Li Keqiang is expected to become China's next prime minister. Although reports say he was liberal as a student, he is the protégé of the more conservative outgoing president Hu Jintao.
It was a double-edged compliment. Wang Juntao, a dissident who has been in exile since 1994, wrote in a blog entry in 2004 that his former classmate at Beijing University, Li Keqiang, was a "thoughtful, lively and sharp-witted" student.
Li rose through the ranks of the Communist Youth League and Wang said he "always upheld the independent spirit of the students" in the 1980s. When he encountered him in 1989 on the fringes of the demonstrations on Tiananmen Square, he came across the "same sharp intellect and the same open mind."
At the time that these words appeared, Li was serving as party secretary of Liaoning in northeastern China and he was already being heralded as a possible successor to Hu Jintao, the secretary general of the Communist Party and head of state.
The matter "was hugely damaging for Li inside the party," explained Australian journalist Richard McGregor in his 2010 book "The Party: The Secret World of China's Communist Rulers."
Now Li Keqiang will have to be satisfied with the position of prime minister.
Hu Jintao belongs to the more conservative camp and Li is thought to be one of his protégés. Both come from the same poor province of Anhui in central China and both began their careers in the Communist Youth League.
Li was born in Dingyuan County. His father was a low-ranking government official. Like millions of other youths, he was sent to do manual labor in the country during the Cultural Revolution. He was sent to nearby Fengyuan Province. He joined the Communist Party in 1976.
After Mao died, Li Keqiang was one of the first students allowed to re-enter college. He studied law at Beijing University and later did a PhD in economics.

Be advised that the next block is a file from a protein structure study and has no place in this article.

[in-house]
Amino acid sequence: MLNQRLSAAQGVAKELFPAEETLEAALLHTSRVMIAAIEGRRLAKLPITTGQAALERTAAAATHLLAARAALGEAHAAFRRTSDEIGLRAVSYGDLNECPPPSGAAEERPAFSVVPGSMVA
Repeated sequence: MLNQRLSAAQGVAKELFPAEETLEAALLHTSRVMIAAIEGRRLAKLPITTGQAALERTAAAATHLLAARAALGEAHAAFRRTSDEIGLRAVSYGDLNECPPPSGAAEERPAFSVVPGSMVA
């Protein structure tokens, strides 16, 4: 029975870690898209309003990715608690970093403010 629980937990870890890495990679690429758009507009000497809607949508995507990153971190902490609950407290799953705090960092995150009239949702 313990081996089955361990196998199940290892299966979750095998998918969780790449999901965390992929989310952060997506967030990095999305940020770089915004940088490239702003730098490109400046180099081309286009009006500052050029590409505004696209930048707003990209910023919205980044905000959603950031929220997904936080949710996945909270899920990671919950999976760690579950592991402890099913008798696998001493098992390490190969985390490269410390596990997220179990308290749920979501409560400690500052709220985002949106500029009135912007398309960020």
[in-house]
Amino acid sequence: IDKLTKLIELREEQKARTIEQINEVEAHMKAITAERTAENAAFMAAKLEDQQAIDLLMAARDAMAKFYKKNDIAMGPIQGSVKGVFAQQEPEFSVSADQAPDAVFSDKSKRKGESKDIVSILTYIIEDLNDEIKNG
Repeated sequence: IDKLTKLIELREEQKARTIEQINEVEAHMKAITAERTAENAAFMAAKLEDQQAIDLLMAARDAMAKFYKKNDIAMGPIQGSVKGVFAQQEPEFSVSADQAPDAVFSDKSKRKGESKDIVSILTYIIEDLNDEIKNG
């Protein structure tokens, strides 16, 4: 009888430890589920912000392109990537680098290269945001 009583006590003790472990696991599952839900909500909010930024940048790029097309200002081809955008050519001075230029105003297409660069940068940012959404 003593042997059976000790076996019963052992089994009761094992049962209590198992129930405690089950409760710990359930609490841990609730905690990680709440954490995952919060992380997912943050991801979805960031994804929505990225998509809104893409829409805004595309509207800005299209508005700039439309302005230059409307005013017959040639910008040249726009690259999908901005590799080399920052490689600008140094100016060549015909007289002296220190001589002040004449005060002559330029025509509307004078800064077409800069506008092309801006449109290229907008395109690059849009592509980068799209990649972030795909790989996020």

Overshadowed by disasters
After his career in student politics, he became party secretary and governor of Henan Province. Although he earned a reputation for improving the economic situation in the province, his term was overshadowed by disasters.
He was given the nickname "Three Fires Li" after hundreds of people died in three fires that occurred within a short space of each other at a factory, a cinema and a nightclub. Then he came under fire for trying to cover up a contaminated blood scandal in which large parts of the rural population were infected with HIV, although the practice had begun before he even came to power.
After his six-year term, he said humbly: "The decisions I made in Henan were not always right and some might not be appropriate in the future, thus you should feel free to correct them." The speech earned him a standing ovation from his colleagues.
A hand for the economy
Another disaster overshadowed the first part of his term as party secretary in the northeastern province of Liaoning, when 200 miners died in an explosion. He was able to score points, however, by contributing to high economic growth.
In 2007, he was nominated to the Politburo Standing Committee, the highest organ of the Communist Party, where he continues to be responsible for a number of important issues, such as economic, structural and health reform, pricing policies, and the development of renewable energies.
In recent years, the urbane politician has traveled to several partner countries, especially those in the eurozone. He also represented his country at the World Economic Forum in Davos. He also surprised his audience last year when he recited part of his speech in English at a celebration ceremony for the University of Hong Kong's centennial anniversary.
Li will probably succeed Wen Jiabao as prime minister in the coming year. Wen has been considered the face of reform in Chinese politics, as was his predecessor, Zhu Rongji. Should Li sees his role as PM to be similar, Wang Juntao's double-edged compliments could play in his favor.